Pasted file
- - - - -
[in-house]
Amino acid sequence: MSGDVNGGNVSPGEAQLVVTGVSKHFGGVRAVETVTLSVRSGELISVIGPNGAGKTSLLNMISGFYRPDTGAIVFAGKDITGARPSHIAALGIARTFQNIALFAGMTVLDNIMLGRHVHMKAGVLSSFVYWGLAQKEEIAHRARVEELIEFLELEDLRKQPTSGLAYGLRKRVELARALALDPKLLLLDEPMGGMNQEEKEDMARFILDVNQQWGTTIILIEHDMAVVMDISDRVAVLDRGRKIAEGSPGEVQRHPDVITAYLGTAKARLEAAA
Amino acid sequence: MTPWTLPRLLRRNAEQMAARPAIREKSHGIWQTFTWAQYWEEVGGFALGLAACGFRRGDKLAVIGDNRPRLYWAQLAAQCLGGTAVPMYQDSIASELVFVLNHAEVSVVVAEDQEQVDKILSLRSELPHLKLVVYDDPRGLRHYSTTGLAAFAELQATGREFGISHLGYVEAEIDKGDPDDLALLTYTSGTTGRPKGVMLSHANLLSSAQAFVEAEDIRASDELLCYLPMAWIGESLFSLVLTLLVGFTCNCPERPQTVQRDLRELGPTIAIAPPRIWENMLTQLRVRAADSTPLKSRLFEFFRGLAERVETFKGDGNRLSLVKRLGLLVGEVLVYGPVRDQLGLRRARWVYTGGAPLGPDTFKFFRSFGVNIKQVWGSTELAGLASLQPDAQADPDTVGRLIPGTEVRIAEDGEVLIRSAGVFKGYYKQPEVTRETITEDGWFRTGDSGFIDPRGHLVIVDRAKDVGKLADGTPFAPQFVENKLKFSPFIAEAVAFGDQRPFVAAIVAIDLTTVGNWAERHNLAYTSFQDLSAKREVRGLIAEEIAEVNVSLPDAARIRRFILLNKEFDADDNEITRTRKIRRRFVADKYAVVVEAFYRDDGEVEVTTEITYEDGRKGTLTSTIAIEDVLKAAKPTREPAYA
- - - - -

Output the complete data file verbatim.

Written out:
[in-house]
Amino acid sequence: MSGDVNGGNVSPGEAQLVVTGVSKHFGGVRAVETVTLSVRSGELISVIGPNGAGKTSLLNMISGFYRPDTGAIVFAGKDITGARPSHIAALGIARTFQNIALFAGMTVLDNIMLGRHVHMKAGVLSSFVYWGLAQKEEIAHRARVEELIEFLELEDLRKQPTSGLAYGLRKRVELARALALDPKLLLLDEPMGGMNQEEKEDMARFILDVNQQWGTTIILIEHDMAVVMDISDRVAVLDRGRKIAEGSPGEVQRHPDVITAYLGTAKARLEAAA
Amino acid sequence: MTPWTLPRLLRRNAEQMAARPAIREKSHGIWQTFTWAQYWEEVGGFALGLAACGFRRGDKLAVIGDNRPRLYWAQLAAQCLGGTAVPMYQDSIASELVFVLNHAEVSVVVAEDQEQVDKILSLRSELPHLKLVVYDDPRGLRHYSTTGLAAFAELQATGREFGISHLGYVEAEIDKGDPDDLALLTYTSGTTGRPKGVMLSHANLLSSAQAFVEAEDIRASDELLCYLPMAWIGESLFSLVLTLLVGFTCNCPERPQTVQRDLRELGPTIAIAPPRIWENMLTQLRVRAADSTPLKSRLFEFFRGLAERVETFKGDGNRLSLVKRLGLLVGEVLVYGPVRDQLGLRRARWVYTGGAPLGPDTFKFFRSFGVNIKQVWGSTELAGLASLQPDAQADPDTVGRLIPGTEVRIAEDGEVLIRSAGVFKGYYKQPEVTRETITEDGWFRTGDSGFIDPRGHLVIVDRAKDVGKLADGTPFAPQFVENKLKFSPFIAEAVAFGDQRPFVAAIVAIDLTTVGNWAERHNLAYTSFQDLSAKREVRGLIAEEIAEVNVSLPDAARIRRFILLNKEFDADDNEITRTRKIRRRFVADKYAVVVEAFYRDDGEVEVTTEITYEDGRKGTLTSTIAIEDVLKAAKPTREPAYA